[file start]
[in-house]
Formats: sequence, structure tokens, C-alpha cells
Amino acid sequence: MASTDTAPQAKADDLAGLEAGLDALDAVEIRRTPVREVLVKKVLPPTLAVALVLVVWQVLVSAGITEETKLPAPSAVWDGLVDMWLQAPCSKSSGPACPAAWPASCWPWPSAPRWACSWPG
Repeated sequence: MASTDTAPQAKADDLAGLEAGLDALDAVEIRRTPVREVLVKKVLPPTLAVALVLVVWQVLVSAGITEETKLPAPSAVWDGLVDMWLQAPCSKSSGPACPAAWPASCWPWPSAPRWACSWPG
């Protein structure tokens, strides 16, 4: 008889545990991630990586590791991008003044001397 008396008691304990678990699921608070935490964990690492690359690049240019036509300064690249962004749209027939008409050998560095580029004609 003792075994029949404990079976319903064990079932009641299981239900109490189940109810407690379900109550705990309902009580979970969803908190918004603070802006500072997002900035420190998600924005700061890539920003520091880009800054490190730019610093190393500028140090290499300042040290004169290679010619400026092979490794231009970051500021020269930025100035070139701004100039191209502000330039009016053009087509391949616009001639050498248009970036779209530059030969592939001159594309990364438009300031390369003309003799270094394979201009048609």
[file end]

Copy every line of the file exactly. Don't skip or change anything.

[in-house]
Formats: sequence, structure tokens, C-alpha cells
Amino acid sequence: MASTDTAPQAKADDLAGLEAGLDALDAVEIRRTPVREVLVKKVLPPTLAVALVLVVWQVLVSAGITEETKLPAPSAVWDGLVDMWLQAPCSKSSGPACPAAWPASCWPWPSAPRWACSWPG
Repeated sequence: MASTDTAPQAKADDLAGLEAGLDALDAVEIRRTPVREVLVKKVLPPTLAVALVLVVWQVLVSAGITEETKLPAPSAVWDGLVDMWLQAPCSKSSGPACPAAWPASCWPWPSAPRWACSWPG
């Protein structure tokens, strides 16, 4: 008889545990991630990586590791991008003044001397 008396008691304990678990699921608070935490964990690492690359690049240019036509300064690249962004749209027939008409050998560095580029004609 003792075994029949404990079976319903064990079932009641299981239900109490189940109810407690379900109550705990309902009580979970969803908190918004603070802006500072997002900035420190998600924005700061890539920003520091880009800054490190730019610093190393500028140090290499300042040290004169290679010619400026092979490794231009970051500021020269930025100035070139701004100039191209502000330039009016053009087509391949616009001639050498248009970036779209530059030969592939001159594309990364438009300031390369003309003799270094394979201009048609």